5.3 Recommendations Data should be analyzed with an eye on desirable economic outcomes and companies should make sure that they establish what they are trying to accomplish with the program. Performance of loyalty program should be continually measured. All too often programs are started and then left to run by themselves. Rarely, do companies go back to see if they were
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successful in changing their customer behaviors as planned. Companies should quantify the success of benefits in driving shopping behavior . Some of the things they can look at are changes in the size of the market basket, increases in use of products or services, amount of transactions involving loyalty program ID numbers, and the amount of redemptions being made. Customers are perverse, emotional, awkward, unreasonable people who want things done on their terms. Understanding what things really matter most to the customers, companys should not only think in terms of appropriate service and quality strategies that match the most important needs of the target customers but also should have the ability to deliver. Before embarking on a loyalty program, following questions need to be clearly answered What demand-side goals are there for the loyalty program maintaining customer loyalty or enhancing it? How will these goals be set and assessed? In general, will the program focus on the most profitable customers? What time frame is to be used to assess the program profitability? What is the appeal of the program for these customers? How will the program be used in combination with other marketing activities? Will these initiatives grow share and sales revenues? Can the customer data be analyzed in useful ways? Are the sales and cost data reliable? Is the evidence contradictory? What benchmarks have been chosen to assess the loyalty program and are these appropriate? How will the overall profitability of the program be calculated?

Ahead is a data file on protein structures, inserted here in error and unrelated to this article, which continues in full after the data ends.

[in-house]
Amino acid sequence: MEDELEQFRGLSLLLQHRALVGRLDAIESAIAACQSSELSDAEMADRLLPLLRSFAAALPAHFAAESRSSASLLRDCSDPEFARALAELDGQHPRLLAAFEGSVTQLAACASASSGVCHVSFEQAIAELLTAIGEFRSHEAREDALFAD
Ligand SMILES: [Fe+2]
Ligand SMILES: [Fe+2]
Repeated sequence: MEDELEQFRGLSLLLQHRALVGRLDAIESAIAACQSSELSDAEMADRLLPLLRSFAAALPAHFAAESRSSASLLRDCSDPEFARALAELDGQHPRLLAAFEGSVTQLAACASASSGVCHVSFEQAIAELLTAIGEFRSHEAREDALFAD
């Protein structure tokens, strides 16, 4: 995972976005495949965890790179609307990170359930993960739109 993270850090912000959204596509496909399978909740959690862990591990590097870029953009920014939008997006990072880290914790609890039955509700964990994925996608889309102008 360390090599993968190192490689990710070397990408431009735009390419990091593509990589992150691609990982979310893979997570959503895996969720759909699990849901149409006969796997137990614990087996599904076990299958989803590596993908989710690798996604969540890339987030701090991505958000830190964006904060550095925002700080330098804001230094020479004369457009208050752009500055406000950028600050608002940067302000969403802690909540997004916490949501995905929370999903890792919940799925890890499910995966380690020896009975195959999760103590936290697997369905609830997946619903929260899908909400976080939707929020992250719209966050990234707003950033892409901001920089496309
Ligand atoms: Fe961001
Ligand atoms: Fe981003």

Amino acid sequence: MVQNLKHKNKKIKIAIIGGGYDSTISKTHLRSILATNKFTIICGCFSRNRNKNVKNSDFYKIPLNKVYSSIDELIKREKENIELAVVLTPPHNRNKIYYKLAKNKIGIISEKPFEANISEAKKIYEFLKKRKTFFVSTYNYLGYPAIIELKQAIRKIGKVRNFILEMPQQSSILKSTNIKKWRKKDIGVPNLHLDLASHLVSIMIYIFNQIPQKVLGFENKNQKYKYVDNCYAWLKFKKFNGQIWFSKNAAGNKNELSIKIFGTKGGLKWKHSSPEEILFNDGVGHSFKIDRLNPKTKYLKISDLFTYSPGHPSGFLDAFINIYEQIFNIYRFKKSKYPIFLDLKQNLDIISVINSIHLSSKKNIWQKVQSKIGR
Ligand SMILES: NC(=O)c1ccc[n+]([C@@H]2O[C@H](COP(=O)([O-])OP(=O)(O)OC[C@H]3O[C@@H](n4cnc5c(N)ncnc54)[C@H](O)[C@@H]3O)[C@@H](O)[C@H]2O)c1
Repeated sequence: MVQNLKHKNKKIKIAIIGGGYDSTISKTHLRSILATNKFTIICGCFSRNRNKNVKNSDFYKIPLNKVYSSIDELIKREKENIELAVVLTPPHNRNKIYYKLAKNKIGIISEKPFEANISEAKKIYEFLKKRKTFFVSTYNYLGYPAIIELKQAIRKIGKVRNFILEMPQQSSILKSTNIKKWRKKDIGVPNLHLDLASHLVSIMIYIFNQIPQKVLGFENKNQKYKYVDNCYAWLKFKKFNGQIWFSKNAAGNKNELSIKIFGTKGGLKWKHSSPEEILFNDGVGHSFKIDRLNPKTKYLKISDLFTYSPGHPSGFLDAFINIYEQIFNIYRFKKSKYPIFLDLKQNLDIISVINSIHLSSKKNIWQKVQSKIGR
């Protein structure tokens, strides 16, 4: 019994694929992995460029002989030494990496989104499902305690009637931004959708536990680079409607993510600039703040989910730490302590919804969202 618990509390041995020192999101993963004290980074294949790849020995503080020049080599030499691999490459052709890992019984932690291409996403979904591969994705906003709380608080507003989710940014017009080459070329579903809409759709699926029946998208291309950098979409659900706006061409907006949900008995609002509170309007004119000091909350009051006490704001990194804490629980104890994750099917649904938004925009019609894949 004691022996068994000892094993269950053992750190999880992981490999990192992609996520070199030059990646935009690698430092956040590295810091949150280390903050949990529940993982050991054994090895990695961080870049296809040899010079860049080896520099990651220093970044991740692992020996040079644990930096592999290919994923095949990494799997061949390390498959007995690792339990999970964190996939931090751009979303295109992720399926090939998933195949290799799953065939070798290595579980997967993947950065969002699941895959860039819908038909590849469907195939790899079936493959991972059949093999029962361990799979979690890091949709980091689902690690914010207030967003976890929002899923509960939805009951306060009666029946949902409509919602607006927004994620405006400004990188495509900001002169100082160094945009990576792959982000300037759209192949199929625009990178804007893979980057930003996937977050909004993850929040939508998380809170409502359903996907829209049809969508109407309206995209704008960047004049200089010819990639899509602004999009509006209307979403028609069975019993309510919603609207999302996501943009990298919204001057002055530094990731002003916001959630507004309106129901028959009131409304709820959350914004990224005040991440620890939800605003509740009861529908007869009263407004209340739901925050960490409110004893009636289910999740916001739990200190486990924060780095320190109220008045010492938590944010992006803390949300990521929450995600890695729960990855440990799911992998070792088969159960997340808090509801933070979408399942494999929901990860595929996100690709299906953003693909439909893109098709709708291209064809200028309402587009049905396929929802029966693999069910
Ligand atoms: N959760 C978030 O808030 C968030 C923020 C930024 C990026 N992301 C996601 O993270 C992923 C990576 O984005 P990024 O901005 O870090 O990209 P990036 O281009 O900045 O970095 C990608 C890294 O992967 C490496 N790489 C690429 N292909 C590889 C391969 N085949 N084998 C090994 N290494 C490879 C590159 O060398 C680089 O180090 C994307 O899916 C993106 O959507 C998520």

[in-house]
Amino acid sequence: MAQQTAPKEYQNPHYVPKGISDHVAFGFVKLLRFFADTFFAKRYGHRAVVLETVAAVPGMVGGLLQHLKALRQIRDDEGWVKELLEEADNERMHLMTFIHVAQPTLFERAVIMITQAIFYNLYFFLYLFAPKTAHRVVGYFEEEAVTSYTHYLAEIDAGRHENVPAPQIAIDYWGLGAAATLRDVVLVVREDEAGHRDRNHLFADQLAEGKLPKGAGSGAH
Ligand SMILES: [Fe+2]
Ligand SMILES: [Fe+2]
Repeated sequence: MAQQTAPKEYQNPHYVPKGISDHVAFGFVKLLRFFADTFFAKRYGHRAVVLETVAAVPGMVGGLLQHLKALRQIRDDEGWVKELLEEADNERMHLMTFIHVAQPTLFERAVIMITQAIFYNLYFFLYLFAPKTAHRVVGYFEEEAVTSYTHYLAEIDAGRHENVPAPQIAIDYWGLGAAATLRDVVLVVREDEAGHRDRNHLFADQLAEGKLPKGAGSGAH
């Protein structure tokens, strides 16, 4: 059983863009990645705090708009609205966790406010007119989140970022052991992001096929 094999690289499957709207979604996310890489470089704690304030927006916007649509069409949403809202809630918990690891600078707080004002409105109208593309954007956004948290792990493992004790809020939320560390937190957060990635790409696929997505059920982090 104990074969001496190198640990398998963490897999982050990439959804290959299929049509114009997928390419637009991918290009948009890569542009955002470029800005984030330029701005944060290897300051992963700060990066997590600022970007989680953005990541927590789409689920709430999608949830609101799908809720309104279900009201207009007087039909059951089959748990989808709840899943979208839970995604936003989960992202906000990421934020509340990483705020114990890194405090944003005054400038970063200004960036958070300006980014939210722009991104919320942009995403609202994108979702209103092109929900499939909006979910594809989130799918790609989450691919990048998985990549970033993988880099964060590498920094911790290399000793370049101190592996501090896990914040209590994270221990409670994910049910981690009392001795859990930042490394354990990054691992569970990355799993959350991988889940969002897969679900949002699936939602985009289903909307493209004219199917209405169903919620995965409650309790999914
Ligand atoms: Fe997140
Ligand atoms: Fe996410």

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and the following questions need to be looked at to avoid major traps

Are there too few customers who will actually be interested in loyalty programs? Does the scheme have little appeal for customers? Or, has the scheme been too indiscriminant perhaps all three types of customers have joined because they see it as a (relatively) free option and/or a reward for their current purchase behavior? Are customers more loyal to the scheme than the brand? What are the chances of a competitor retaliating to nullify the impact of the program? counter-initiative Is the need to service large numbers of members driving up running costs? Have competitors already launched a

5.3.1 Challenges for Tesco Clubcard as a Global scheme With Tesco going global at a rapid pace (almost half of Tescos retail floor space is now cited overseas), the emerging question is , will Clubcard work as effectively in the companys new markets? Past researches have shown that loyalty programs travel poorly. Superficially, there are common shopping traits around developed world , but consumer attitudes and habits in other markets often differ in subtle but important ways. Shoppers in some countries are moved by immediate discounts and have no patience with accumulating rewards, even if the ultimate deal is better. Other regions have under-develop retails brands and more fragmented markets, so customers are far more likely to graze for